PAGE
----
First let's get this out of the way. Writers reading for their own audiobook is always a mixed bag. On the plus side, they get the tone and the genera..Show More »l intent of the book better than anyone else possibly could. On the down side, they often aren't the best actors in the world, and tend to over-enunciate to the point that it's distracting from the storyline. I thought that was the case with Neil Gaiman reading his own audiobooks, and also true for Daniel Jose Older on this book.
Plus his overuse of the word "fuck" got a little monotonous and distracting. At first, I wondered does this writer know any other adjectives? or verbs? or descriptors? non sequiturs?
Luckily, the answer is yes. As the story progresses, Older's luxuriant use of the English language is one of the main reasons to read this book. I'm not sure what he was after in the first 1/3 of the book, but so many "fucks" came across like a nerdy kid trying to prove he could fit in with the cool kids, but overdoing it. It was almost enough to make me not give a... well, you get the idea.
Now for what I loved. Too many Urban Fantasy books follow the same wish-fulfillment formula. There is always a useless comic relief character that is there for no other reason. Most portray every male character that is not the protagonist as evil, or worthless, while every female character instantly desires the hero (or hates him at first before admitting that she desired him all along). And of course there are the equivalent female wish fulfillment variants where the males all fight each other for her favor while the petty females all hate her.. but everyone talks about how much they all love her... you know the ones. The humor in this book stems from situations that are naturally funny. So silly characters that behave like something from a Saturday morning cartoon. The main character doesn't suddenly make Road Runner sounds during the most critical, tension-filled scene of the story. Very refreshing. These characters are adults and written for an adult audience. Also very refreshing. The "bad guy" thinks he's the good guy, and just can't understand why someone would want to oppose him. Yes, that fits. That's how real humans behave.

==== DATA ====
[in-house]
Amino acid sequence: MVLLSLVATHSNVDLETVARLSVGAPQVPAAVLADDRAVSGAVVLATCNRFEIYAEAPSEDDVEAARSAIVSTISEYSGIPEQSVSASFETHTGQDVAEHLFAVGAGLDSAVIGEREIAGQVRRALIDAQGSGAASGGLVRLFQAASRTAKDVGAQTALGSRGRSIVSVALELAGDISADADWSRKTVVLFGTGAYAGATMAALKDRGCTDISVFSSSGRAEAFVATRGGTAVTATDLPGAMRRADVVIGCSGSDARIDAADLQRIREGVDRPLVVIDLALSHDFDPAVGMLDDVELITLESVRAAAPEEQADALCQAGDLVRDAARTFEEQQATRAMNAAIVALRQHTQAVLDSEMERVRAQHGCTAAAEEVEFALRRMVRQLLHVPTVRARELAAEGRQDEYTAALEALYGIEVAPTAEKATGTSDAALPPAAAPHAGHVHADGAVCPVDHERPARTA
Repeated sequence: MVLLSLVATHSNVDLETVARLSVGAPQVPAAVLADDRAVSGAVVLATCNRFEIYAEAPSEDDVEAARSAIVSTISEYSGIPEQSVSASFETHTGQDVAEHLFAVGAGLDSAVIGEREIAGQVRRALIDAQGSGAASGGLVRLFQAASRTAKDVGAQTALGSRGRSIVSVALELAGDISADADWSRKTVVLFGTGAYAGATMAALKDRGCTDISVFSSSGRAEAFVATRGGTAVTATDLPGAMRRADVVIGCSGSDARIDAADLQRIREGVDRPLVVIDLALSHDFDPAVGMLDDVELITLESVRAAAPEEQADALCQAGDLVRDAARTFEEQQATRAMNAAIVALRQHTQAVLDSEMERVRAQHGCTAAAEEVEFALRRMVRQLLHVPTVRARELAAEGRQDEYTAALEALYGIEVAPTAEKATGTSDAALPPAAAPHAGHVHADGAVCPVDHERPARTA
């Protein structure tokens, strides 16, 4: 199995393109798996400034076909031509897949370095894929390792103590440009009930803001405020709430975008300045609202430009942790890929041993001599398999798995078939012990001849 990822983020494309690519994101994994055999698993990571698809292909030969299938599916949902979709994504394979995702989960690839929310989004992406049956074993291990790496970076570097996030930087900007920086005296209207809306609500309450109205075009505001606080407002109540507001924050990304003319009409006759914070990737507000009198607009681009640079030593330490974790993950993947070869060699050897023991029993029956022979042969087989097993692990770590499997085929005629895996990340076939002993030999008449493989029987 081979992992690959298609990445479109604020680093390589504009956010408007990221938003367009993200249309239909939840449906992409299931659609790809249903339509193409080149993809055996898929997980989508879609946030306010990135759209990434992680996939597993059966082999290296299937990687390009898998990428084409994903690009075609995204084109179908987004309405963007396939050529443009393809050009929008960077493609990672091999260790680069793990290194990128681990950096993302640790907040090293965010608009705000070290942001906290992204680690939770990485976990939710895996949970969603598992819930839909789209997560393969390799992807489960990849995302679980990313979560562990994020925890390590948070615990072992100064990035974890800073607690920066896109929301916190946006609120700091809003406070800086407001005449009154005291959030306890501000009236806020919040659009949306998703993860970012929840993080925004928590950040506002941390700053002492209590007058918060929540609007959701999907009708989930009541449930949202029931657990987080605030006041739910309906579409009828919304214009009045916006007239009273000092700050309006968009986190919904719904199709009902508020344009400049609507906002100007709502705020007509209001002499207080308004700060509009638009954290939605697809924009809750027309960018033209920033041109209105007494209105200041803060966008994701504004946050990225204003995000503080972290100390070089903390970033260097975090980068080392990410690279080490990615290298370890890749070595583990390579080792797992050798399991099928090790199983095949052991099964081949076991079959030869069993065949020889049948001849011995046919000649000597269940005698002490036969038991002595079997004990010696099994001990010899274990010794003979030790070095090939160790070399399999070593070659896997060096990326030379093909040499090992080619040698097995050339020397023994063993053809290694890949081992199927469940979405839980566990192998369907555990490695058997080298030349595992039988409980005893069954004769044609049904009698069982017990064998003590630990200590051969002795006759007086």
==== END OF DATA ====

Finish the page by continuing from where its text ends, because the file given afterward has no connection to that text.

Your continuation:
Another thing that many fantasy books don't get, that this one handled well: no matter how outrageous our situation is, human beings tend to behave like normal people while we're in it. An over the top situation just becomes our "new normal", and we deal with problems accordingly. I liked the feel of that in this book. These people were used to their supernatural lifestyle and dealt with the situation like real folks would. I'm looking forward to reading the next story in the series. Hopefully, the dialogue will rise to the level of the excellent storyline and great characters.
I really dug Older's first book in the Bone Street Rumba series, Half Resurrection Blues, when it came out at the beginning of 2015, and am enjoying t..Show More »his second installment just as much. The author is an interesting character himself, until 2014 an EMT by day, and a musician and author by night. His musical side comes out in a lot of his prose, which is very attuned to the sounds of NYC, where the Bone Street Rumba books take place. These two books, along with Salsa Nocturna, his first collection of short stories, introduce many wonderful characters in Brooklyn, "civilian" and supernatural, primarily Carlos Delacruz, an agent for the Council of the Dead, and himself an in-betweener, half dead and half alive. The second character that comes to life in a great deal more detail in this book is Kia, a teenage girl who, against her will, is becoming all too deeply involved in Carlos' supernatural world. Although Carlos was the narrator for the entirety of H-R Blues, Older has chosen to structure this second book by alternating the first person narration of each chapter; thus, Carlos narrates one chapter, Kia the next, and so on. It's a really interesting mode of storytelling, and Older is satisfyingly believable, in both his writing and his spoken narration, in both these voices. Unlike the majority of books in the urban fantasy world, most of the characters in The Bone Street Rumba 'verse are men and women of color, a beautiful and rich layer to Older's already imaginative and cool storytelling. There are many beautifully drawn characters, wonderful comedic moments, great action, some creepy scary stuff, some lovely sweet moments, and a few awesome monologues of just plain philosophizing. Bonus; the author himself reads his works and is a terrific narrator, giving each character a very specific sound. He's quite good and makes the listening experience super enjoyable. There's some language, nothing terribly rough, a few f-words, but it is, nonetheless, a story with some sweetness at its heart. The hero and the people he is surrounded by are good, kind, and funny. If you want to start at the very beginning, start with Salsa Nocturna, a nice introduction to the Bone Street Rumba 'verse, then dig right in. If you're a fan of urban fantasy, I know you'll enjoy it.
DOLLS OF DEATH ROOM I could not in good conscience go above three stars for this collection. Older is a good word smith, sometimes waxing very poe..Show More »tic. BARTH'S WORDS FLUTTERED AROUND ME LIKE A STUPID MOTH. I really like the story titled SKIN LIKE PORCELAIN DEATH. TENDERFOOT was cute, but most of the rest were just average. Some are going to give this a higher rating, for the coolness. A lot of urban language is used, YOU FEEL ME. I will say none of the stories sucked.